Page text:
Over numerous years of UV exposure, variable weather conditions and the degrading effects of time, the roof of that once-beautiful houseboat becomes brittle, unsightly and even dangerous. When repairs become a necessity, there are several important things to consider before attempting a do-it-yourself repair job. While it may seem elementary to the untrained eye, there are procedures that could not only save you time and money on an already labor intensive roof project, but add years to the life of the houseboat.
Mike Nitsche, a sales representative at Best Materials, LLC., dug into his wealth of knowledge on houseboat roof repair and gave some important tips for a top-of-the-line repair that will work for any style of houseboat.
A well-seasoned houseboat has undoubtedly seen its share of weather. Years of rain have pelted the roof, leaving pools of stagnant water that slowly eat away at the protective finish, the brutal heat from the summer sun has dried the waterproof seals, leaving them cracked and brittle and drastic temperature changes have strained the integrity of the fittings, framing and seaming. Anything that spends the majority of its time outside undoubtedly has to contend with the forces of nature. Unfortunately, nature will at some point prevail, ultimately tarnishing any former beauty and appeal, especially for a houseboat. Although houseboats have been designed to be weather-resistant, that doesn't make them weatherproof and at some point, maintenance and repair are necessary to ensure a long life.
Unlike repairing a house, a houseboat takes a little more in-depth work to ensure proper security and weather resistance. Many walk-deck roofs use a series of chemicals, such as urethane coatings, primer sealers and glues that, when applied correctly, give a houseboat its resilience to any array of environmental conditions. But when those materials have lost their integrity, replacing them can be tricky. Here are some great tips that Nitsche has provided to help any DIY project along.
Never use Isopropyl Alcohol as a cleaning product. According to Nitsche, the urethane coating, glues and primers used on a houseboat are sensitive materials that can easily be removed with the use of alcohol as a cleaning agent. The coatings used on houseboats are used for waterproofing, adhesion and UV protection. When exposed to alcohol, especially on older and more sensitive coatings, they can be removed. This will only lead to more time spent on the roof reapplying what may have been acceptable coatings.
Apply a primer sealer to older decks. Primer sealers do just as the name implies. A waterproof roof is a happy roof. Rain water that pools will, over time, destroy the integrity of the roof, especially roofs comprised of plywood.
“Adding a new layer of primer is the safest bet,” says Nitsche. “After you add the layer, be sure to give it time to cure and dry. If you can't guarantee it's clean, prime it.”
The repairs are already underway, so why not ensure that they're done right? In this case, if you're going to do it, you may as well overdo it, just to be sure.
Remove old glues before applying new glue. The glue used on a houseboat is strong and durable for a time, but when it begins to erode away, nothing will stick to it, not even more glue. For the most part, the glue will already begin to pull away from the surfaces it was meant to hold together, so removing it shouldn't be too difficult. Removing and discarding of old glue is necessary before applying a fresh dose. Remember that the desired area of application should also be thoroughly cleaned and dried before throwing a glob of glue on.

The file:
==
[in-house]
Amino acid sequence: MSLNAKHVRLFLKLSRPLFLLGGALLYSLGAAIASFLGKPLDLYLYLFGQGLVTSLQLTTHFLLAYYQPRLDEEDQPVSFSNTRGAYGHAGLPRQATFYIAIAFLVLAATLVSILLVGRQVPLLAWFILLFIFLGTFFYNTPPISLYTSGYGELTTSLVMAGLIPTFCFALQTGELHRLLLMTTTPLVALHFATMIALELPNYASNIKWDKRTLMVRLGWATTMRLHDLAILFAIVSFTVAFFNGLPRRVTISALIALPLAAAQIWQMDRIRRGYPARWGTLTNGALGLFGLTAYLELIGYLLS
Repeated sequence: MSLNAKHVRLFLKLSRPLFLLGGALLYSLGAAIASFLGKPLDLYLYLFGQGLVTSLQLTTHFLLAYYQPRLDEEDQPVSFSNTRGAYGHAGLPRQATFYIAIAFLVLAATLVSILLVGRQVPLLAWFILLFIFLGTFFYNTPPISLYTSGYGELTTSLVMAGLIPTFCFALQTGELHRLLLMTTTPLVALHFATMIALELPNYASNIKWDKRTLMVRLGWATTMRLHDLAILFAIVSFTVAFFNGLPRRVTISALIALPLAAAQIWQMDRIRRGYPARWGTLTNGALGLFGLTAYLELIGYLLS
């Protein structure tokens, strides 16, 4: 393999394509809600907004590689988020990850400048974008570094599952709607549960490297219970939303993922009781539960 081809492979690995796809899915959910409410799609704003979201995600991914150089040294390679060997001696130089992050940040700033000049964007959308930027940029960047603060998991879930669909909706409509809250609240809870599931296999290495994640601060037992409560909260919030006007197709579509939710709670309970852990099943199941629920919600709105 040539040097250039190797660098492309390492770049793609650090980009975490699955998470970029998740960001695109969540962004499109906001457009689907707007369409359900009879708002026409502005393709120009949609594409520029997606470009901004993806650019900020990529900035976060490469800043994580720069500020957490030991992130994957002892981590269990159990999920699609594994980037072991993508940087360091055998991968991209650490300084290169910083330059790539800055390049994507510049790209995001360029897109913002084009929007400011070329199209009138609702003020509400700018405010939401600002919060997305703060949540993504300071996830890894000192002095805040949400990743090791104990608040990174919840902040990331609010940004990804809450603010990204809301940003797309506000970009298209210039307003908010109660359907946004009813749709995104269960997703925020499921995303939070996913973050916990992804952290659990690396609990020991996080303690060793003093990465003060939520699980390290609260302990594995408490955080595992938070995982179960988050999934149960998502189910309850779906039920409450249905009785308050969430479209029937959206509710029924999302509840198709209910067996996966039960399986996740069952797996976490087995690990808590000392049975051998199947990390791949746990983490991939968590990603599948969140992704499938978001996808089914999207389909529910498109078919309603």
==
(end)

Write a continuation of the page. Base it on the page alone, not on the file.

Update the top coat. Just like anything else, preventative maintenance is key to prolonging the life of a houseboat roof. Updating the top coat gives the roof the best protection from the elements.
“A lot of people put their top coat on and figure that the roof is fine the way it is,” adds Nitsche. “The top coat should be updated every couple of years. Otherwise, owners could be replacing their roof more often than they would like.”
Applying a conformed layer of protective top coat can be done in a short time, but can armor the roof from the elements and save owners from the hassle of doing major repairs due to severe sun or weather conditions.
Know your water. Everyone knows that saltwater is more abusive to a boat than freshwater. So understanding the potential for greater damage in saltwater makes owners more aware and equally more defensive about their house on the sea. More preventative maintenance and frequent checks may be necessary, but it's a small and acceptable price to pay to keep that houseboat looking its best.
Check the deck. Along with the preventative maintenance, giving the houseboat the "once-over" is a great tip for catching repairs early on. Houseboat roofs are built with a slight slope to help water run off. Pooling water is a tell-tale sign of necessary repair. If there's pooled water on the surface, there's a good chance water is soaked into the sagging portion of the roof. Repairs are going to be needed, which could mean a sectional replacement. While checking the deck, also look at fittings and seals. Cracks in the glue, surface rust on fittings, chips and dents are signs of a spot in need of some TLC. Staying on top of the fine details could be the difference between a small, quick fix and a gigantic maintenance endeavor.
Now You’re Ready
There's a lot to cover on houseboat roof repair, and this list is simply the surface of a much larger iceberg. There are a lot of great materials that have been designed to aid in roof repair, but the key to a successful repair job is following the basics and staying on top of the preventative maintenance. Taking care of the small issues as they arise can stave off the bigger, money-hungry repairs down the road, and keep you on the water longer, which is where houseboaters belong.